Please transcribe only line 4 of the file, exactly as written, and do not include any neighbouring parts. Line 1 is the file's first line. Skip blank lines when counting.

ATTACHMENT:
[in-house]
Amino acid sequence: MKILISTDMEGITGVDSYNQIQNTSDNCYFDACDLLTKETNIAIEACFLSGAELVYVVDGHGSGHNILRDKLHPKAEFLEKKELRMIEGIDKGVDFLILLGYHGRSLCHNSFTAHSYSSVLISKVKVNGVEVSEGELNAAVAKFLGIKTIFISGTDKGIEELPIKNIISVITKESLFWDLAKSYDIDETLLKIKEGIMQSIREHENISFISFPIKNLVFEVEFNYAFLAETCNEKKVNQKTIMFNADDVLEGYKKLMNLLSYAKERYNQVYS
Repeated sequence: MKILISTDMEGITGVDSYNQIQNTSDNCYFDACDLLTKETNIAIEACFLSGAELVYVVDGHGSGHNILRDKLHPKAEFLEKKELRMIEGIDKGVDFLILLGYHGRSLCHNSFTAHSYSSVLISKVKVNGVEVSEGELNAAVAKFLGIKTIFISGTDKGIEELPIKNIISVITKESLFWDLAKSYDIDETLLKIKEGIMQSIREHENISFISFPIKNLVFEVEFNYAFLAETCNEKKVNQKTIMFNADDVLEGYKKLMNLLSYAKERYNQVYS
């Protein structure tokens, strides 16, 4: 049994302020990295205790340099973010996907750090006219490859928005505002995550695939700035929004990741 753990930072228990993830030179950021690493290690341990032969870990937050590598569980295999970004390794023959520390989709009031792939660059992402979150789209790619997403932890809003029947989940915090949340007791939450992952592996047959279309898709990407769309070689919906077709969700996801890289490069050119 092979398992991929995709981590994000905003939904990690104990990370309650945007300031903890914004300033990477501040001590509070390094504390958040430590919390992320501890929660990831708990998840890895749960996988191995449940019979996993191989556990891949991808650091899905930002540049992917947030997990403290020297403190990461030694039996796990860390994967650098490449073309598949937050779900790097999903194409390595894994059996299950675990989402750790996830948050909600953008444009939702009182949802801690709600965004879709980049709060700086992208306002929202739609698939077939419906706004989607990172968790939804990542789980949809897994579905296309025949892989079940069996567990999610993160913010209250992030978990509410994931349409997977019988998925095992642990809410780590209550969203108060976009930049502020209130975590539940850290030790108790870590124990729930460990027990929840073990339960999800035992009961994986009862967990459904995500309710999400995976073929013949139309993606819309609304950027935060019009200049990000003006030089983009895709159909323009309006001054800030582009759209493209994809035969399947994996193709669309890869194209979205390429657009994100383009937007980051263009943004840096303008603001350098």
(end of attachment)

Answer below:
């Protein structure tokens, strides 16, 4: 049994302020990295205790340099973010996907750090006219490859928005505002995550695939700035929004990741 753990930072228990993830030179950021690493290690341990032969870990937050590598569980295999970004390794023959520390989709009031792939660059992402979150789209790619997403932890809003029947989940915090949340007791939450992952592996047959279309898709990407769309070689919906077709969700996801890289490069050119 092979398992991929995709981590994000905003939904990690104990990370309650945007300031903890914004300033990477501040001590509070390094504390958040430590919390992320501890929660990831708990998840890895749960996988191995449940019979996993191989556990891949991808650091899905930002540049992917947030997990403290020297403190990461030694039996796990860390994967650098490449073309598949937050779900790097999903194409390595894994059996299950675990989402750790996830948050909600953008444009939702009182949802801690709600965004879709980049709060700086992208306002929202739609698939077939419906706004989607990172968790939804990542789980949809897994579905296309025949892989079940069996567990999610993160913010209250992030978990509410994931349409997977019988998925095992642990809410780590209550969203108060976009930049502020209130975590539940850290030790108790870590124990729930460990027990929840073990339960999800035992009961994986009862967990459904995500309710999400995976073929013949139309993606819309609304950027935060019009200049990000003006030089983009895709159909323009309006001054800030582009759209493209994809035969399947994996193709669309890869194209979205390429657009994100383009937007980051263009943004840096303008603001350098």